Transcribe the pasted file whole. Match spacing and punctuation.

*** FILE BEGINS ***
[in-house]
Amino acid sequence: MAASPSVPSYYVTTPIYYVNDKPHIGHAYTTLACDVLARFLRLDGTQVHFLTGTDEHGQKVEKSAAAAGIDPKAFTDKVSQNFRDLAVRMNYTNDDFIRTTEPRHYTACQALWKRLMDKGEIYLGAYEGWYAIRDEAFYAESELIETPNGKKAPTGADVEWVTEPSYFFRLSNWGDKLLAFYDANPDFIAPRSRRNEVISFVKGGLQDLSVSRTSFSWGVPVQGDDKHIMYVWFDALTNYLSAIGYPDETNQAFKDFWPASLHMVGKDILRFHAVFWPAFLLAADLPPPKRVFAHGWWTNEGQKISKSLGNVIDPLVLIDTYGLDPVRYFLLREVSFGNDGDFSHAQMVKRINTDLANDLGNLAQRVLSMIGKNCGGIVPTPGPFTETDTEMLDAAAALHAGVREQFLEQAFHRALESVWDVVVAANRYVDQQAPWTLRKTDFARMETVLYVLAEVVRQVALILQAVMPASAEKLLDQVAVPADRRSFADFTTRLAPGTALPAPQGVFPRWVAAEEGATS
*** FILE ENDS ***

[in-house]
Amino acid sequence: MAASPSVPSYYVTTPIYYVNDKPHIGHAYTTLACDVLARFLRLDGTQVHFLTGTDEHGQKVEKSAAAAGIDPKAFTDKVSQNFRDLAVRMNYTNDDFIRTTEPRHYTACQALWKRLMDKGEIYLGAYEGWYAIRDEAFYAESELIETPNGKKAPTGADVEWVTEPSYFFRLSNWGDKLLAFYDANPDFIAPRSRRNEVISFVKGGLQDLSVSRTSFSWGVPVQGDDKHIMYVWFDALTNYLSAIGYPDETNQAFKDFWPASLHMVGKDILRFHAVFWPAFLLAADLPPPKRVFAHGWWTNEGQKISKSLGNVIDPLVLIDTYGLDPVRYFLLREVSFGNDGDFSHAQMVKRINTDLANDLGNLAQRVLSMIGKNCGGIVPTPGPFTETDTEMLDAAAALHAGVREQFLEQAFHRALESVWDVVVAANRYVDQQAPWTLRKTDFARMETVLYVLAEVVRQVALILQAVMPASAEKLLDQVAVPADRRSFADFTTRLAPGTALPAPQGVFPRWVAAEEGATS